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March 27, 2017

Can I Get Fired for Filing a Workers’ Compensation Claim?

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Posted in Wisconsin Workers Compensation Related News

Some injured employees refuse to file a workers’ compensation claim because they’re concerned they will get fired. Instead of going after the benefits they’re entitled to, these employees use their private health insurance coverage to receive medical care and their sick and vacation days if they need to take time off work. This is a mistake.

When you seek medical care, most doctors will ask you how you were injured and whether you were hurt at work. If the answer is yes, the doctor may bill your employer’s workers’ compensation insurance carrier or refuse to treat you until you get authorization from the workers’ compensation insurance carrier. Sometimes the doctor may refuse to treat you because he or she does not accept workers’ comp patients.

Even if your private health insurance pays for your initial treatment after a work accident, you may run into problems later. Your private health insurer may retract payments or seek reimbursement for money paid if it finds out that you were hurt at work – and the medical records may make it obvious that you were hurt at work.

So what does this mean? It means that filing a workers compensation claim is your best option. You’re better off filing a workers’ comp claim than trying to figure out how to receive medical treatment without workers’ comp or trying to negotiate your private health insurance carrier’s lien down.

But wait! Can my employer fire me for filing a workers’ compensation claim? The answer is no. In Virginia it is illegal for an employer to fire an employee for filing a workers’ compensation claim. This doesn’t mean, however, that you have permanent job protection while your workers’ comp claim is open. Your employer can still fire you for other reasons.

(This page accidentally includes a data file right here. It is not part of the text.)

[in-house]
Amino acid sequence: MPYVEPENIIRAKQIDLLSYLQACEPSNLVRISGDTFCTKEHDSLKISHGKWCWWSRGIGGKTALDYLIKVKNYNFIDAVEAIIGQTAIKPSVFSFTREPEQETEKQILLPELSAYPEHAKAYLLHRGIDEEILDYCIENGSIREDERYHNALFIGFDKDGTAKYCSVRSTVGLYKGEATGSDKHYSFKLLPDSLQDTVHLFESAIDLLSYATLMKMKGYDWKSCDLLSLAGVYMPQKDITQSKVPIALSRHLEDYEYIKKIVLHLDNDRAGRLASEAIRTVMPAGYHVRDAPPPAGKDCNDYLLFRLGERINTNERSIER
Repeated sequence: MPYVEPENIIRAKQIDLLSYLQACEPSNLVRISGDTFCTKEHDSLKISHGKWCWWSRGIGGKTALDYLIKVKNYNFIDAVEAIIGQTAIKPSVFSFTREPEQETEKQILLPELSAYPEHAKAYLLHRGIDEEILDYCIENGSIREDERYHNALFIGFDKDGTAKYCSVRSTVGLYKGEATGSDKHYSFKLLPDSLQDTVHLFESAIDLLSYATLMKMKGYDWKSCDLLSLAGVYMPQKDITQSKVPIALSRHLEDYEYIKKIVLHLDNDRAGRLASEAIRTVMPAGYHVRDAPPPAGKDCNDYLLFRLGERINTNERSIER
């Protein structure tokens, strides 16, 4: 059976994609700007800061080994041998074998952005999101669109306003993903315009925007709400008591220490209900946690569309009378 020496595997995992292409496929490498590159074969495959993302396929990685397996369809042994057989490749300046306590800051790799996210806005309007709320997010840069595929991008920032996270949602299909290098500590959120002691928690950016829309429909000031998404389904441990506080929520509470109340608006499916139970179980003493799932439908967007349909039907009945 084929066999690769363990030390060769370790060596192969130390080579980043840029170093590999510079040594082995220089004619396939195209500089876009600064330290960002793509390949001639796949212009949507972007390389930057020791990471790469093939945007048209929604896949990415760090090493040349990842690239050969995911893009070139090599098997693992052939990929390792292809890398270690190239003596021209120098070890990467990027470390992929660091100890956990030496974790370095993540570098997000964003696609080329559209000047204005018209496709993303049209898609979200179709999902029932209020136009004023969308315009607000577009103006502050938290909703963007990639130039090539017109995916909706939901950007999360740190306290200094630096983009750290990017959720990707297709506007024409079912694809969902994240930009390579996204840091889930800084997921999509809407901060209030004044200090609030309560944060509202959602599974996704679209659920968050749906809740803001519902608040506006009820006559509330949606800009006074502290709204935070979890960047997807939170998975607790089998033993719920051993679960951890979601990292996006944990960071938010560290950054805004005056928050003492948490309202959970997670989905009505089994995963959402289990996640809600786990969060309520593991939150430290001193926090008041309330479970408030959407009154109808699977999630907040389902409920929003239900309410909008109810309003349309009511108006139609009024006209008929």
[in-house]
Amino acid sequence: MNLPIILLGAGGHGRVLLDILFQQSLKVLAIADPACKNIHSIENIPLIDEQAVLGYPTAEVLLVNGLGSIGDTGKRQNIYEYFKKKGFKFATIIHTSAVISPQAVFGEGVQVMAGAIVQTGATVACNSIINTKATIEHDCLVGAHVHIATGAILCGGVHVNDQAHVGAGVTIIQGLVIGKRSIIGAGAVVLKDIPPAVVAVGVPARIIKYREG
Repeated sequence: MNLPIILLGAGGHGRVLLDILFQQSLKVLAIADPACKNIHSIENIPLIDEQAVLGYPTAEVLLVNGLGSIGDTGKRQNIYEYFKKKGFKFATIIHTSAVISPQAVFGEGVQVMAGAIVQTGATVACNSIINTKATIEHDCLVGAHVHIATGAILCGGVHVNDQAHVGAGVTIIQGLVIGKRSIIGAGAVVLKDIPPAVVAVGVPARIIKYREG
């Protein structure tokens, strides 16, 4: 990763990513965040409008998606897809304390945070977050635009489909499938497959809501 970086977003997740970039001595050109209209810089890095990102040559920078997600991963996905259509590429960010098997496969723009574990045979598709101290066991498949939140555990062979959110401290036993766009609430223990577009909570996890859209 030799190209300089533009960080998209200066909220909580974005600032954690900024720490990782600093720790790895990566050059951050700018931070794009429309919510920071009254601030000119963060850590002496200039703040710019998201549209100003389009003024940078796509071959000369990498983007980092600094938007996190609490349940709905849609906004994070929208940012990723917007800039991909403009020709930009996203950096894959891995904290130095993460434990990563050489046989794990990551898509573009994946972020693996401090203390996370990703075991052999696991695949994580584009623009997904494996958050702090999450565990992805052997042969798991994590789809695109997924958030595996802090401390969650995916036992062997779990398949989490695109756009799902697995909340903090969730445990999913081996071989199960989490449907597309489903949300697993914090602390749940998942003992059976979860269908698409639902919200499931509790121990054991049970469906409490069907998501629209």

Most employees have “at will” employment. This means your employer can fire you for any reason or no reason at any time. It also means you can leave your job at any time. If you don’t have a written employment contract, then chances are good that you have an “at will” employment agreement.

When you get hurt at work and file a workers’ compensation claim, your employer may start to look for a way to terminate your employment. If it’s smart your employer will not come out and admit that it wants to terminate you because of your claim. That’s rate. But it may pay closer attention to your job performance and attendance to see if you make a mistake. When you make a mistake, they’ll terminate your position. That’s why you should do your best at work when you have an open claim. Don’t give the employer an easy out.

If your employer terminates you and you think it’s because you have filed a workers’ comp claim, contact a workers compensation lawyer right away. You may be entitled to additional wage loss benefits because you lost your job and you may have a civil claim for retaliatory discharge. It’s important that you act quickly so that your attorney can develop evidence.

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